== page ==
The Mac Pro and iMac have been subjects of considerable discussion over the past few days as their availability has begun slipping in several of the company's distribution channels. A 27-inch LED Cinema Display is not a new rumor, however, as a report from March of this year pinpointed a release of just such a display along with revised Mac Pros "by June" of this year. While Apple did not meet the rumored release timeline, it appears that both products may be set to finally make their appearance along with minor bumps to the company's iMac line.
Update: In an update to his post, Gruber suggests in a "doubly-hypothetical" manner that Apple's "Magic Trackpad" that was approved by the U.S. Federal Communications Commission last week could also make an appearance tomorrow.
Over the weekend, one MacRumors reader noted that the shipping window for Apple's 30" Cinema Display HD has slipped from its normal 24-hour timeframe to 5-7 business days. While slight variations in shipping windows routinely occur as supply and demand of certain items ebbs and flows, Apple has been rumored to be introducing a new 27-inch display by June, and thus sensitivities have been heightened for any sign that a release might be imminent.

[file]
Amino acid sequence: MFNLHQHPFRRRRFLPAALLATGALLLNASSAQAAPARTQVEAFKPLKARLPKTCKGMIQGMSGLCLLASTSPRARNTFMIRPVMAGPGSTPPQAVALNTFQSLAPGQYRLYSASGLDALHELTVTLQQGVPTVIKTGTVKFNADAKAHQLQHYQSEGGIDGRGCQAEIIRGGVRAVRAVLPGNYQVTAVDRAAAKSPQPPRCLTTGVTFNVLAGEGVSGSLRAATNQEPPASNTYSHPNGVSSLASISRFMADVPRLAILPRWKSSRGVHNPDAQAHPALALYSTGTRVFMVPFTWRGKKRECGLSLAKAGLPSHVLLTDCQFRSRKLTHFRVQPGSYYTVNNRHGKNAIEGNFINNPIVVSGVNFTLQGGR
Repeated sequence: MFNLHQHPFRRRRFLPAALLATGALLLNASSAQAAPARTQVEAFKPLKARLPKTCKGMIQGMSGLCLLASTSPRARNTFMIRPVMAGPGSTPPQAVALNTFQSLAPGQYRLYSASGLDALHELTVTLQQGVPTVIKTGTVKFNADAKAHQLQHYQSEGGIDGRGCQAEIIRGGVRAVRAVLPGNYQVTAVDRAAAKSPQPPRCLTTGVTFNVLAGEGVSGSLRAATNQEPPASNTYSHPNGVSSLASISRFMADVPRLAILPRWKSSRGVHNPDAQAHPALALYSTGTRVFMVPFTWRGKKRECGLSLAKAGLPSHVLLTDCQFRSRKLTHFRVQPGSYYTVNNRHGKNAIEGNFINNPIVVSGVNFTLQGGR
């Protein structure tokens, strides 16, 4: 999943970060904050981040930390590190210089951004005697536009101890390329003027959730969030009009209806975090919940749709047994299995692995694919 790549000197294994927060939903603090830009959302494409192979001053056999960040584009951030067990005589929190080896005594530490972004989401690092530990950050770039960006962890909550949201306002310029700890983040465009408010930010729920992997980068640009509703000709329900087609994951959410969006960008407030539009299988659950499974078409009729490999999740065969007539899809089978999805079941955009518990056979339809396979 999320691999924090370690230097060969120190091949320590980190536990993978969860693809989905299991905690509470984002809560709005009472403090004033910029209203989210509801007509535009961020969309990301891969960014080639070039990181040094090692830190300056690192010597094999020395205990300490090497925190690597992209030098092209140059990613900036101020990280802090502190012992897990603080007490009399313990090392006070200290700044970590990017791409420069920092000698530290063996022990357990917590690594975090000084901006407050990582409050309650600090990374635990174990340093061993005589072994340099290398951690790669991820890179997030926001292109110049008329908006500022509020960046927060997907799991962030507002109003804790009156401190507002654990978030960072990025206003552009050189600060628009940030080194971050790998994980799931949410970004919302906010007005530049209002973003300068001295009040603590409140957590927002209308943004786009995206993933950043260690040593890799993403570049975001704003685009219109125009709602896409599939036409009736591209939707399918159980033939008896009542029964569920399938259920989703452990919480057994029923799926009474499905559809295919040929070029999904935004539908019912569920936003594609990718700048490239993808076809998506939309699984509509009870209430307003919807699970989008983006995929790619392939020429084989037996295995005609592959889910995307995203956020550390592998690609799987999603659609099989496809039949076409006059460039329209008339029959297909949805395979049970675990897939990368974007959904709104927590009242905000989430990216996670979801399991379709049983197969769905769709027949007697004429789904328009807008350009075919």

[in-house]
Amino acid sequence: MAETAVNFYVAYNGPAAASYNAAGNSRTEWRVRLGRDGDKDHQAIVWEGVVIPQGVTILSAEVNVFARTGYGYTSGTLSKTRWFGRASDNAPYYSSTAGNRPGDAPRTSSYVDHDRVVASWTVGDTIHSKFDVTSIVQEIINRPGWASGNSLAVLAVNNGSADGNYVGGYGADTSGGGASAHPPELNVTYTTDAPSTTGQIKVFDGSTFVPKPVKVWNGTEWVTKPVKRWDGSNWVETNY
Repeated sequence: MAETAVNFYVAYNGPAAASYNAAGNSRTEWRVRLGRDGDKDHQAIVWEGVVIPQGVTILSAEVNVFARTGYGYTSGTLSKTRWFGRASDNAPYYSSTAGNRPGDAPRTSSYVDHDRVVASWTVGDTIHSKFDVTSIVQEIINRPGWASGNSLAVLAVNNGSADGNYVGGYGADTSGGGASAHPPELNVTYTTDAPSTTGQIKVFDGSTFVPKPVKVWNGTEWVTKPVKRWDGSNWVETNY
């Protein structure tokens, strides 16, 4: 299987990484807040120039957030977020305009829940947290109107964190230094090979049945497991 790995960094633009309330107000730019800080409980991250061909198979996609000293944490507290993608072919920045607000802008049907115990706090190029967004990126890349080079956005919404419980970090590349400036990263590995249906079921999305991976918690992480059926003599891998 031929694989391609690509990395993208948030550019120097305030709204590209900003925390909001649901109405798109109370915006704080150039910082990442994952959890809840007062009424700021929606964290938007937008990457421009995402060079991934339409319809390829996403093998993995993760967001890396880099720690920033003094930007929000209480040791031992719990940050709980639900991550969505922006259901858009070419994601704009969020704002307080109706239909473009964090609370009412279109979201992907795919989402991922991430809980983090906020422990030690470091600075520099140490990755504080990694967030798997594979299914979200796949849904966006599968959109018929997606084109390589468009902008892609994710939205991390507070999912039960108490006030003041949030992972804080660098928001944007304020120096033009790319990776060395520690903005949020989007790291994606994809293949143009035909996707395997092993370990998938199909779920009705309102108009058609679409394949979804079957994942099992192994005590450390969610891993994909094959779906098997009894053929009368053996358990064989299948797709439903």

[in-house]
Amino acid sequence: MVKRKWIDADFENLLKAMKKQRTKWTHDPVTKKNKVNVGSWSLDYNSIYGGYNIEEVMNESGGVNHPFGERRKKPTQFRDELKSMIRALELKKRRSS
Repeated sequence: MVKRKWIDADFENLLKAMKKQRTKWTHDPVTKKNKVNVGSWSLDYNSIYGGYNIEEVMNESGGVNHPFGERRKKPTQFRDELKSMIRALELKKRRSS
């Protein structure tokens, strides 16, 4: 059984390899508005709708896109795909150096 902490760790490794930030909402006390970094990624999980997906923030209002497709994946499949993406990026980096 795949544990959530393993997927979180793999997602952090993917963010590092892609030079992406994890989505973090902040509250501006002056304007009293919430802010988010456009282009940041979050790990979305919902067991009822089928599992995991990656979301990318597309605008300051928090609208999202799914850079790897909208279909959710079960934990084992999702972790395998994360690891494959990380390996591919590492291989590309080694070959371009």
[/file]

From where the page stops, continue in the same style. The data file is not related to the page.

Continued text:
Despite the release of the 24" LED Cinema Display in October 2008, Apple's 30" display has been around for nearly six years. Priced at $3299 at its June 2004 launch, the display saw several price cuts over the first few years on the market before landing at its current $1799 price point just over three years ago.
Apple's rumored 27-inch LED Cinema Display is claimed to carry the same 2560x1440 resolution of its new 27" iMac, compared to the 2560x1600 resolution of the existing 30" display. The design of the new display is also expected to be nearly identical to that of the 24" display released a year and a half ago.